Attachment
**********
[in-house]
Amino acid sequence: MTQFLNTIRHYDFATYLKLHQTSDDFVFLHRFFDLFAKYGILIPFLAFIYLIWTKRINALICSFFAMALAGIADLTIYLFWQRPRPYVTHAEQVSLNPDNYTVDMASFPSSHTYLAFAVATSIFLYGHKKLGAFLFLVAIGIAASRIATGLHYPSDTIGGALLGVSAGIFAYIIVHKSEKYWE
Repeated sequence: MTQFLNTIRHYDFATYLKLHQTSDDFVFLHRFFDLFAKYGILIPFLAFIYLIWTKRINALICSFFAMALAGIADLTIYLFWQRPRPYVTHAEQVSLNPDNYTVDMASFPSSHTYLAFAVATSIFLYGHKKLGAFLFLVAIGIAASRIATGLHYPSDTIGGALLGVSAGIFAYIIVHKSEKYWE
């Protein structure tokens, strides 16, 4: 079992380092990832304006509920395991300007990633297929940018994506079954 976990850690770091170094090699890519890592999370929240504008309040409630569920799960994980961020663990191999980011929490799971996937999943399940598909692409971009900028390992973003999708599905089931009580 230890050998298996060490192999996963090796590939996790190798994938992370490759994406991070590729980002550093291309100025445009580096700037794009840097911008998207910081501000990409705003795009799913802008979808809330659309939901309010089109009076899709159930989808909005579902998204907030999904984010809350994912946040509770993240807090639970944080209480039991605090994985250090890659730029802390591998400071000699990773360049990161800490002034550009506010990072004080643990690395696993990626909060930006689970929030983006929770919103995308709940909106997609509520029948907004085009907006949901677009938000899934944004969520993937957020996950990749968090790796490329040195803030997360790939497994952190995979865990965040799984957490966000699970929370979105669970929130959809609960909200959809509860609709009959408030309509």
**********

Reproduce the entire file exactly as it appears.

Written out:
[in-house]
Amino acid sequence: MTQFLNTIRHYDFATYLKLHQTSDDFVFLHRFFDLFAKYGILIPFLAFIYLIWTKRINALICSFFAMALAGIADLTIYLFWQRPRPYVTHAEQVSLNPDNYTVDMASFPSSHTYLAFAVATSIFLYGHKKLGAFLFLVAIGIAASRIATGLHYPSDTIGGALLGVSAGIFAYIIVHKSEKYWE
Repeated sequence: MTQFLNTIRHYDFATYLKLHQTSDDFVFLHRFFDLFAKYGILIPFLAFIYLIWTKRINALICSFFAMALAGIADLTIYLFWQRPRPYVTHAEQVSLNPDNYTVDMASFPSSHTYLAFAVATSIFLYGHKKLGAFLFLVAIGIAASRIATGLHYPSDTIGGALLGVSAGIFAYIIVHKSEKYWE
């Protein structure tokens, strides 16, 4: 079992380092990832304006509920395991300007990633297929940018994506079954 976990850690770091170094090699890519890592999370929240504008309040409630569920799960994980961020663990191999980011929490799971996937999943399940598909692409971009900028390992973003999708599905089931009580 230890050998298996060490192999996963090796590939996790190798994938992370490759994406991070590729980002550093291309100025445009580096700037794009840097911008998207910081501000990409705003795009799913802008979808809330659309939901309010089109009076899709159930989808909005579902998204907030999904984010809350994912946040509770993240807090639970944080209480039991605090994985250090890659730029802390591998400071000699990773360049990161800490002034550009506010990072004080643990690395696993990626909060930006689970929030983006929770919103995308709940909106997609509520029948907004085009907006949901677009938000899934944004969520993937957020996950990749968090790796490329040195803030997360790939497994952190995979865990965040799984957490966000699970929370979105669970929130959809609960909200959809509860609709009959408030309509």